Your furniture and flooring — two hardworking aspects of your interior. Not only do these aspects perform a practical purpose, but they also need to look great, providing the aesthetic flourishes you need to feel right at home. But how do you make sure that both are pulling in the right direction? How do you make sure your flooring and your furniture complement one another?
Easing the Transition
If there is a clash between your flooring and your furniture, this might not be too much of a problem. You may be able to reduce this clash without taking drastic measures, such as buying new furniture or installing a new floor. How? With the addition of a simple rug to ease the transition.
For example, perhaps you have a coffee table in your living room. This coffee table serves as a centrepiece, drawing the eye and balancing the room, but it doesn’t look quite right when placed next to your flooring. No problem. Simply choose a rug that pairs well with the colour and texture of both flooring and furniture, softening the transition between the two. This rug can easily be switched or moved around with minimal disruption if you want to create a new aesthetic within your interior.
Protecting and Maintaining Your Floor
Placing your furniture on a rug like the one mentioned above also helps furniture and flooring complement one another in a practical sense. Furniture has a habit of marking and scraping wooden floors and other forms of hard flooring. Heavier furniture items can also leave marks and tracks on carpeting, particularly luxury plush carpets.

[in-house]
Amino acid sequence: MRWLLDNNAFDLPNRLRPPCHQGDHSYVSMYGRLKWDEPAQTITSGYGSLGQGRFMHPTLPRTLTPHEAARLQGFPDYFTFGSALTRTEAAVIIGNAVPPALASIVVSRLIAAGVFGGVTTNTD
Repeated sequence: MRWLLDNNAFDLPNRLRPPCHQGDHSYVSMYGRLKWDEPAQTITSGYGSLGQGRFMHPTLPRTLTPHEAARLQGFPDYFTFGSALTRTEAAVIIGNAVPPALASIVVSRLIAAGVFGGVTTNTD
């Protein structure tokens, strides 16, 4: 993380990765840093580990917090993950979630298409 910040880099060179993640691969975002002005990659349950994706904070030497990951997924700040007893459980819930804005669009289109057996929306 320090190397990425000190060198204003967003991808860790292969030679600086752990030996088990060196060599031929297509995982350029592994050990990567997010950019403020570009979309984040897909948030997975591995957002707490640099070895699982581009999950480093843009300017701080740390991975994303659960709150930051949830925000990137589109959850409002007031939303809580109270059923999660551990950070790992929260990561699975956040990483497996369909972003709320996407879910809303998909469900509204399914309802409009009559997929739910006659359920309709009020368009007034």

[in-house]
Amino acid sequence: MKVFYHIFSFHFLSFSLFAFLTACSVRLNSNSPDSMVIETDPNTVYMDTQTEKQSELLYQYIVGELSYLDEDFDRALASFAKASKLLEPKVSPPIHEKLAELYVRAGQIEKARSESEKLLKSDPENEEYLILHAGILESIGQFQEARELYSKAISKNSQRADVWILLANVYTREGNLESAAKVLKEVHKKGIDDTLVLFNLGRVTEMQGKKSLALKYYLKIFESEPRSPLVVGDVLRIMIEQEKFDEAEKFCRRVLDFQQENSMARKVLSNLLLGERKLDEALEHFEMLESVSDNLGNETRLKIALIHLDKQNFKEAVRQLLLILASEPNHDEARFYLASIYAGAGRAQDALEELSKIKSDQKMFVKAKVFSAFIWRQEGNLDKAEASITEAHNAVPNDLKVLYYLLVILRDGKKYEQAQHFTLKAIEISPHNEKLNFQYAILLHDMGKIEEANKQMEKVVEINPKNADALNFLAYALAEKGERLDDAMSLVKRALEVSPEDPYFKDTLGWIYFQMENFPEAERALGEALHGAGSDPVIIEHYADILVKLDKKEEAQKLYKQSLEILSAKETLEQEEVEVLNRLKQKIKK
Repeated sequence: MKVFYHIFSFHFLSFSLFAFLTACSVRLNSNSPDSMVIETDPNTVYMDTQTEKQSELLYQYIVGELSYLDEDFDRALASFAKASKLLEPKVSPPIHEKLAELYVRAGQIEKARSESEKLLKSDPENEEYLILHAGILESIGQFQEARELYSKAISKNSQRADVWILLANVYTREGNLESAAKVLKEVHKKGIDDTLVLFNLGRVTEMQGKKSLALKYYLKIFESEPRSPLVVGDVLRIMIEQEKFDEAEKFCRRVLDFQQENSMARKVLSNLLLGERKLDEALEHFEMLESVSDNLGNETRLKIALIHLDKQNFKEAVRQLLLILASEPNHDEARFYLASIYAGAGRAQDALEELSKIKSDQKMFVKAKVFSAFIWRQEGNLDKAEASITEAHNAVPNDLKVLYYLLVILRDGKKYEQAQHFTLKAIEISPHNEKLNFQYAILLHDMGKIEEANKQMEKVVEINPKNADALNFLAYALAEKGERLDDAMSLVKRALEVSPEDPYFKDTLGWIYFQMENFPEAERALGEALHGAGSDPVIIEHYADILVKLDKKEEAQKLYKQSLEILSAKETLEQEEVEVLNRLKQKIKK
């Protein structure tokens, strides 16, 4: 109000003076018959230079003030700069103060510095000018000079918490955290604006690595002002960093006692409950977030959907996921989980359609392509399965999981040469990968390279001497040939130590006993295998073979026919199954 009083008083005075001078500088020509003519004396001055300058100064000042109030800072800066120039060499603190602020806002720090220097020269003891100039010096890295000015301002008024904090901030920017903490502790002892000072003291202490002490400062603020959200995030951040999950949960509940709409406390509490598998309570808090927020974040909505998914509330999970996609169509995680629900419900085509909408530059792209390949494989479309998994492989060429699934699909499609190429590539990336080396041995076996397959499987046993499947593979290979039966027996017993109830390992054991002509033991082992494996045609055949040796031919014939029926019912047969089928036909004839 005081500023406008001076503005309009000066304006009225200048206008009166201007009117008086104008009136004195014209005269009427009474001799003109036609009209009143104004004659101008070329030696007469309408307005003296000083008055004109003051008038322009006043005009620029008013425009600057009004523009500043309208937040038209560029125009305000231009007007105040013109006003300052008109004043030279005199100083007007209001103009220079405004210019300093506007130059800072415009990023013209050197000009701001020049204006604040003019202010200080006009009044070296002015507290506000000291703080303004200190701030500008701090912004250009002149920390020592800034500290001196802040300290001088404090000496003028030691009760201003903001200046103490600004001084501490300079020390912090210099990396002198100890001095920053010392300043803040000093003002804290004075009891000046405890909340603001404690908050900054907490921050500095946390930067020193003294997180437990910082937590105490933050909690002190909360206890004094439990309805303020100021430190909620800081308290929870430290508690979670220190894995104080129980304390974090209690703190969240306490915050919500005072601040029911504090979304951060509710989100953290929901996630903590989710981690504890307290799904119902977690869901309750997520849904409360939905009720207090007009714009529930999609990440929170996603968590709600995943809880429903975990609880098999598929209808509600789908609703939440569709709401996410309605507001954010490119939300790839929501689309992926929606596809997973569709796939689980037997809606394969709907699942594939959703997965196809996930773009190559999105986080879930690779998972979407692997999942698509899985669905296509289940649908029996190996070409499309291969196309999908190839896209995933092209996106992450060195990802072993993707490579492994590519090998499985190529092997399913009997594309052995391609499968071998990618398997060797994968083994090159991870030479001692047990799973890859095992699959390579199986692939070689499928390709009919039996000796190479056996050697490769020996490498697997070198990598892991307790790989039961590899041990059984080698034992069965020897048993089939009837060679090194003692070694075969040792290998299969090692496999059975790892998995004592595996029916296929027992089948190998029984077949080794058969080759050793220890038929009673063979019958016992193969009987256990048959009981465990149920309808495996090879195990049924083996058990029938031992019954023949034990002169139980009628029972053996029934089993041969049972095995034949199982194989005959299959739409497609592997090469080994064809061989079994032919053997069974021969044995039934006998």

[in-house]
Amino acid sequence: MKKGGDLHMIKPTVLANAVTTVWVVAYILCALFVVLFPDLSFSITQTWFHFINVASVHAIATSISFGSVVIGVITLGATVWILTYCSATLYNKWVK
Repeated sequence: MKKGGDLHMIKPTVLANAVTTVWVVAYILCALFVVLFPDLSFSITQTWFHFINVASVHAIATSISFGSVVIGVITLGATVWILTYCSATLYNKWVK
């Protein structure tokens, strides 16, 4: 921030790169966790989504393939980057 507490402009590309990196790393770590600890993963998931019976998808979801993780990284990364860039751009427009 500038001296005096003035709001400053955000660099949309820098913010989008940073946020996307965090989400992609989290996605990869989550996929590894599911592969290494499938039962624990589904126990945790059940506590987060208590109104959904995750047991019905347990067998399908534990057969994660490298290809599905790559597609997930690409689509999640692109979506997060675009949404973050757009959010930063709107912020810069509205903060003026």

A rug serves as an additional layer of defence between the furniture and your floor. You can also enhance this defence further by placing protectors under chair and table legs and other points of contact.
Exploring Styles with a Mood Board
Before you make any major decisions regarding your furniture or flooring, it’s helpful to explore the different stylistic options available to you using a mood board. This is a planning tool used by many creatives, from interior and fashion designers through to artists, and it is very useful for giving you an idea of which styles will complement one another best.
For example, perhaps you have a Scandinavian style palette in mind. This might involve the soft hues of pinewood or the textures of wool and linen. Collect different aspects together and draw inspiration from them. Mix and match different types of flooring, along with different design concepts, to better understand how your flooring and furniture can complement one another.
Don’t Become Preoccupied with a Perfect Match
You may want to try pairing different styles together. Let’s say you are interested in the Scandinavian style listed above, as well as an earthier, more industrial aesthetic. Who’s to say that these two options can’t work well together? Consider pairing pinewood colouring alongside the more robust tones of bronze and burnished chrome within your mood board and see what works
Remember, this mood board is your opportunity to really go wild and experiment without having to commit to a particular style.
Consider Practical Needs
Your furniture serves a practical purpose too. In a TV, games, or home theatre room, your sofa is designed to support you while you enjoy great entertainment. In your dining area, on other hand, your table and chairs are there to give you an ideal place to enjoy great food with friends and family.
Think about how your flooring can work towards these practical aims. Wooden or laminate flooring in your dining space might be easier to clean, for example, providing additional peace of mind at meal times. In the TV room, you will probably want to avoid hard flooring surfaces that may create echoes or distortions, so a carpeted floor is likely to be the better option.
Find the Right Carpet for You at Jagers
At Jagers Carpets, we provide our customers with the flooring options they need to get the best from their space. Reach out to our team to learn more, or select the flooring type you want and get a carpet quote delivered to you online.